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This week has been challenging.
I am reminded of my first year of teaching. The feelings I experienced. The battles with burnout. The constant overwhelming sensation of NOT DOING ENOUGH.
My first year of teaching, I remember wanting to show up better. Be better for my students. More supportive to my coworkers. Impress the administration. I remember working late, crying in my car on the way home several nights a week, and still just managing to meet the bare minimum.
In my first year of teaching, I always felt like I was treading water.
I felt like I was in an ocean surrounded by miles of nothingness, treading water to keep my head above water. When administration showed up, or a parent would email me, I would be conscious of yet another thing to keep track of, solve, or do. I would sink a little lower, while holding onto the weight of what was handed to me. Eventually, making my way back to the surface. (Usually with the help from a coworker)
It was overwhelming, but that never stopped me from showing up again the next day and doing it all over again.
I should preface the rest of this piece with a little background.
I am a highly sensitive person (HSP). I have a heightened sense of awareness and a finely tuned nervous system. People that are highly-sensitive experience increased emotional sensitivity and stronger reactivity to both external and internal stimuli.
I took a poll in my Instagram this week and found out that many of you also identify as a HSP.
Are you a HSP (highly sensitive person)?
21% not sure
We are all in this together.
We feel the weight. We feel the heaviness. We feel the suffering.
In a sense, all of humankind has been treading water these past few months. HSP have been especially tuned into the pandemic crisis and ways around supporting people through those rough waters.
We’ve been keeping our heads above water as we adjust to the “new normal” of life during a pandemic.
But then, just when we felt like we were catching our breath, the Universe showed up and said, “Hey, catch this!” and then tossed a heavy brick into our flailing, helpless hands.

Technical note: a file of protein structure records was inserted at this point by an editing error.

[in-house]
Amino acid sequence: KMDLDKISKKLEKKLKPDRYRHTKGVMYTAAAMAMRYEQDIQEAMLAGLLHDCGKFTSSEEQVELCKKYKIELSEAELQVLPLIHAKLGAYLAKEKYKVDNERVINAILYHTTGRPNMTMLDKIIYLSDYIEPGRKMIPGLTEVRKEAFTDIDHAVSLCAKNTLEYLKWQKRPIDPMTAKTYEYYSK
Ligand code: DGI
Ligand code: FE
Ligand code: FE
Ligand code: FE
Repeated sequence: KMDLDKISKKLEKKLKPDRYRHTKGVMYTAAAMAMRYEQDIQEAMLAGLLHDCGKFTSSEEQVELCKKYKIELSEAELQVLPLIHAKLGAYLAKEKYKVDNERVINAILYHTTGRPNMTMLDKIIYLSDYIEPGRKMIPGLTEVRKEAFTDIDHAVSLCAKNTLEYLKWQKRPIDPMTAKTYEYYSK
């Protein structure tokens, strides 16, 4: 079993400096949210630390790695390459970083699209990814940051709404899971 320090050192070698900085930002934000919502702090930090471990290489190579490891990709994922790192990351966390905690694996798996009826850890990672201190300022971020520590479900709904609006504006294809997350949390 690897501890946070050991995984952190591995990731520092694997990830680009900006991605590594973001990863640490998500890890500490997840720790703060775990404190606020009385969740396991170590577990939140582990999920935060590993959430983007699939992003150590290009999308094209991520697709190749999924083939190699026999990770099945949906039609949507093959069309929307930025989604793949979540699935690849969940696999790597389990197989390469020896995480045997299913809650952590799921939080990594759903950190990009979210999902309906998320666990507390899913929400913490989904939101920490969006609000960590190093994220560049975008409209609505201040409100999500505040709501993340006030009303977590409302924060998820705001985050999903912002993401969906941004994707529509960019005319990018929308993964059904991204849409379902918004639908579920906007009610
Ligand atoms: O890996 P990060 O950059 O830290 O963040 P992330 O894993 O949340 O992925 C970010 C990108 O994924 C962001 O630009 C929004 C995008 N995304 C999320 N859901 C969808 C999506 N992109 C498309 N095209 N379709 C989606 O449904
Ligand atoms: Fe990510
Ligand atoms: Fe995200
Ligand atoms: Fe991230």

If you’re reading this, it means that you are likely a HSP looking for ways to approach the topic of systemic racism with your audience, your friends, and your family members without experiencing burnout and overwhelm.
This week, I’ve wrestled with the unrest in my home country and felt the shame of my skin color and background. I’ve felt guilty for being white and generationally wealthy. I’ve looked into where that uncomfortability comes from and I’ve committed to learning more and showing up as an ally for the black community.
That includes heavy conversations with close family members, which has been energetically draining for me, in particular.
What we are doing takes a lot of energy, and if you keep showing up without replenishing your energy source, you will quickly look like Whitney, the first year teacher, working long hours and crying in the car on the way home.
You will experience adrenal fatigue.
You will eventually burn out.
This week, I quickly started experiencing symptoms of burnout. But, I decided to pace myself. I felt the familiar feelings of burnout, and I remembered how burnout can prevent me from showing up in my fullest form.
If we are truly going to be allies for the black community, we need to see this as a marathon, not a sprint.
Advocating for racial justice is more than recognizing that a problem exists. Advocating for racial justice takes more than just feeling guilty for being white. It takes more than just admitting that we’re privileged and that we feel “bad” for the way things are.
It will take persistence and determination.
I’ve seen so many men and women speak up this week. So many people, who “do not usually get into politics” have decided to pick up the megaphone and shout that we side with the underprivileged. We hear the unheard battle cries beneath decades of oppression.
I’ve decided to stand up and use my voice too. I’m here to be a beacon of hope. A breath of fresh air. A sense of, “I got you and I’m not going anywhere.”